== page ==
Walt Disney (DIS -0.16%) makes it look so easy. Its movies have created a portfolio of characters that spawn toys, theme park rides, and TV shows, producing a virtuous circle of revenue generation. Each of its businesses helps reinforce the others to build up what has become one of the most successful entertainment stocks in the world.
Many try to replicate that Disney magic, but few succeed -- and certainly none on the scale that the House of Mouse has done. Unfortunately, toy maker Hasbro (HAS 4.65%) is not among even those lesser companies.
This formerly high-flying growth stock is realizing just how difficult it is to create the flywheel effect that extracts greater profits from its properties, and it's now considering dismantling yet another piece of what Disney makes seem effortless.
The sum of its parts
Hasbro is having second thoughts about being a Hollywood mogul and may be ready to sell off its entertainment business, according to Bloomberg. While a clearer picture of its strategic priorities may emerge at Hasbro's investor day conference this October, the toy maker is reportedly considering selling off large sections of its Entertainment One (eOne) media company it acquired in 2019 for $4 billion.
Home to cartoon characters like Peppa Pig and PJ Masks, eOne also owns movie production companies, TV studios, music and video distributors, and more. Although Hasbro paid as much as Disney did to acquire Star Wars' Lucasfilm Studios, the promised synergies never really materialized.
Originally bitten by the moviemaking bug following the massive success of its Transformers franchise, the billion-dollar box office blockbuster originally produced with Paramount Pictures, Hasbro convinced itself it didn't need to split the profits with someone else. It saw how Disney transformed its intellectual property into a goldmine and wanted to copy the playbook.
Yet where Disney has Mickey Mouse, Iron Man, Spider-Man, and a host of other superheroes and princesses to choose from, Hasbro basically had a lot of board games mixed in with G.I. Joe, My Little Pony, and The Micronauts.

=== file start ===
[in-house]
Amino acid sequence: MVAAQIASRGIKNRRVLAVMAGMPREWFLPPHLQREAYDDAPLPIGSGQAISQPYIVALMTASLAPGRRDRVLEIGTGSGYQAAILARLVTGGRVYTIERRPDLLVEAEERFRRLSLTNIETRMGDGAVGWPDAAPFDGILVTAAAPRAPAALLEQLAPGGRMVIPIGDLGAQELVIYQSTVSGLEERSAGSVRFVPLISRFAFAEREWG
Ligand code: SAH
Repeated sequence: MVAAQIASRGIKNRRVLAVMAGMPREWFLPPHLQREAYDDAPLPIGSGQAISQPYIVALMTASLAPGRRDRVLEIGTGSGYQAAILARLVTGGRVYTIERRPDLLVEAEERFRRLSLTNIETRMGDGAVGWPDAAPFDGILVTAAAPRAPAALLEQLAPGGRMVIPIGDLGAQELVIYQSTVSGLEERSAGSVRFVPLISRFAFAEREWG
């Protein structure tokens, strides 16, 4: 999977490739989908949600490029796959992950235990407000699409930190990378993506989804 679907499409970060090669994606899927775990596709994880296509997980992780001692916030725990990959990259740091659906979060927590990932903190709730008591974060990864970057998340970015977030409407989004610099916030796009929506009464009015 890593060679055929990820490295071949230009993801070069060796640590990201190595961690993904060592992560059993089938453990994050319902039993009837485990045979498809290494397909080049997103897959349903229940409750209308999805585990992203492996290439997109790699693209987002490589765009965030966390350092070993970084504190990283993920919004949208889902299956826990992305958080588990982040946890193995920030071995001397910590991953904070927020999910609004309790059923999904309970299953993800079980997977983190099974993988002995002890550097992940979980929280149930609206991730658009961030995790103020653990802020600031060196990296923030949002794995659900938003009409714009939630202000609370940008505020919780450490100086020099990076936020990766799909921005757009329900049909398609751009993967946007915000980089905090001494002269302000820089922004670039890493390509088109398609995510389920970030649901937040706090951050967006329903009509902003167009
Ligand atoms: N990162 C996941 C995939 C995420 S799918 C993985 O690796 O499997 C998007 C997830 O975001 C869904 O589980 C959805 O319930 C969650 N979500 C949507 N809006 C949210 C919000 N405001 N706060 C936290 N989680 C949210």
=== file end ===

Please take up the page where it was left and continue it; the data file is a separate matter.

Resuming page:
Although the two G.I. Joe movies enjoyed some limited success, Battleship was a hot mess and may have led to the broader unraveling of Hasbro's vision to create a connected universe.
Failure to launch
Hasbro has actually been calving off different businesses related to its grand scheme for years. It launched a cable TV channel for kids called The Hub in partnership with Discovery but ended up selling back its half of the venture. Hasbro also sold off its music studio, which owned Death Row Records, and closed down its mobile game developer, Backflip Studios.
The ability to create pieces of content that spread out across different media and help lift one another to boost sales and profits is apparently much harder to do than it appears.
Hasbro maintains entertainment is still a "core foundation" of the company, but the toy maker won't ever be another Disney. Sure, it will probably produce more Peppa Pig and PJ Masks cartoons, as well as new installments of its Transformers movies, but more ambitious projects like Yellowjackets or the Designated Survivor series that ran for two seasons on Netflix will probably not be a part of it.
Disney is the rare entertainment industry exception that is truly able to profitably cast a spell over its audience. Hasbro succeeds in helping others capitalize on their success with toys. It would do well for its investors by just being a better toy maker.